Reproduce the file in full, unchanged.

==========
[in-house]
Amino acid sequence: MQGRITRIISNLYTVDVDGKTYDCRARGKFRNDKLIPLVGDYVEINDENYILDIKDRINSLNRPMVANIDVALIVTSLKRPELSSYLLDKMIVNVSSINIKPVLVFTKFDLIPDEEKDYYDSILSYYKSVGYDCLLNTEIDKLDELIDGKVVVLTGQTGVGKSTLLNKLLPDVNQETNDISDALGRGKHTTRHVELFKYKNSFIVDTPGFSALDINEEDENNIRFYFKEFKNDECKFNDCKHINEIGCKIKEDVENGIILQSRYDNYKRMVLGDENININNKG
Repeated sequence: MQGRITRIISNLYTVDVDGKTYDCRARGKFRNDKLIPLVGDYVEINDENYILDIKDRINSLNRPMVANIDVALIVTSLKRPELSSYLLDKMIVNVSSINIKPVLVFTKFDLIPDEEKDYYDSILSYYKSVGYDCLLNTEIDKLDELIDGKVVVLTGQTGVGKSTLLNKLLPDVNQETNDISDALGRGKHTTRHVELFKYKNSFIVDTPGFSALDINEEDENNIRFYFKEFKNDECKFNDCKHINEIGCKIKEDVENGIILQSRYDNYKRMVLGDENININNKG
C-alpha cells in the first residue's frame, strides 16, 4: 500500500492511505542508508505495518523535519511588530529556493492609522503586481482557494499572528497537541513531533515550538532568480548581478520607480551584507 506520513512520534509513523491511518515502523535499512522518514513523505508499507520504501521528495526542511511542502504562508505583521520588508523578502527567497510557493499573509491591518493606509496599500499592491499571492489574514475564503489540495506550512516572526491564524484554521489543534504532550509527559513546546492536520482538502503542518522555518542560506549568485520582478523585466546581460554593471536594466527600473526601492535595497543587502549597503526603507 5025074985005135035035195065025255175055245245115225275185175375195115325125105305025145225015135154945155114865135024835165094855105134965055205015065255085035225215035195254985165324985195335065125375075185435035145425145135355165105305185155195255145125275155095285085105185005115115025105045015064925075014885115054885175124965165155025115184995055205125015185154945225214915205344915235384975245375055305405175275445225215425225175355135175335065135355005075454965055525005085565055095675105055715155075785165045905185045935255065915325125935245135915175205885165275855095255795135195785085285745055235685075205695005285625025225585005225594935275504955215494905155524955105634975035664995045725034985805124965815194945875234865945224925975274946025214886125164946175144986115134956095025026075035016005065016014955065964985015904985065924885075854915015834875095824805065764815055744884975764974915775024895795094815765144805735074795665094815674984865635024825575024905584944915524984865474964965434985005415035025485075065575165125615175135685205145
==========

[in-house]
Amino acid sequence: MQGRITRIISNLYTVDVDGKTYDCRARGKFRNDKLIPLVGDYVEINDENYILDIKDRINSLNRPMVANIDVALIVTSLKRPELSSYLLDKMIVNVSSINIKPVLVFTKFDLIPDEEKDYYDSILSYYKSVGYDCLLNTEIDKLDELIDGKVVVLTGQTGVGKSTLLNKLLPDVNQETNDISDALGRGKHTTRHVELFKYKNSFIVDTPGFSALDINEEDENNIRFYFKEFKNDECKFNDCKHINEIGCKIKEDVENGIILQSRYDNYKRMVLGDENININNKG
Repeated sequence: MQGRITRIISNLYTVDVDGKTYDCRARGKFRNDKLIPLVGDYVEINDENYILDIKDRINSLNRPMVANIDVALIVTSLKRPELSSYLLDKMIVNVSSINIKPVLVFTKFDLIPDEEKDYYDSILSYYKSVGYDCLLNTEIDKLDELIDGKVVVLTGQTGVGKSTLLNKLLPDVNQETNDISDALGRGKHTTRHVELFKYKNSFIVDTPGFSALDINEEDENNIRFYFKEFKNDECKFNDCKHINEIGCKIKEDVENGIILQSRYDNYKRMVLGDENININNKG
C-alpha cells in the first residue's frame, strides 16, 4: 500500500492511505542508508505495518523535519511588530529556493492609522503586481482557494499572528497537541513531533515550538532568480548581478520607480551584507 506520513512520534509513523491511518515502523535499512522518514513523505508499507520504501521528495526542511511542502504562508505583521520588508523578502527567497510557493499573509491591518493606509496599500499592491499571492489574514475564503489540495506550512516572526491564524484554521489543534504532550509527559513546546492536520482538502503542518522555518542560506549568485520582478523585466546581460554593471536594466527600473526601492535595497543587502549597503526603507 5025074985005135035035195065025255175055245245115225275185175375195115325125105305025145225015135154945155114865135024835165094855105134965055205015065255085035225215035195254985165324985195335065125375075185435035145425145135355165105305185155195255145125275155095285085105185005115115025105045015064925075014885115054885175124965165155025115184995055205125015185154945225214915205344915235384975245375055305405175275445225215425225175355135175335065135355005075454965055525005085565055095675105055715155075785165045905185045935255065915325125935245135915175205885165275855095255795135195785085285745055235685075205695005285625025225585005225594935275504955215494905155524955105634975035664995045725034985805124965815194945875234865945224925975274946025214886125164946175144986115134956095025026075035016005065016014955065964985015904985065924885075854915015834875095824805065764815055744884975764974915775024895795094815765144805735074795665094815674984865635024825575024905584944915524984865474964965434985005415035025485075065575165125615175135685205145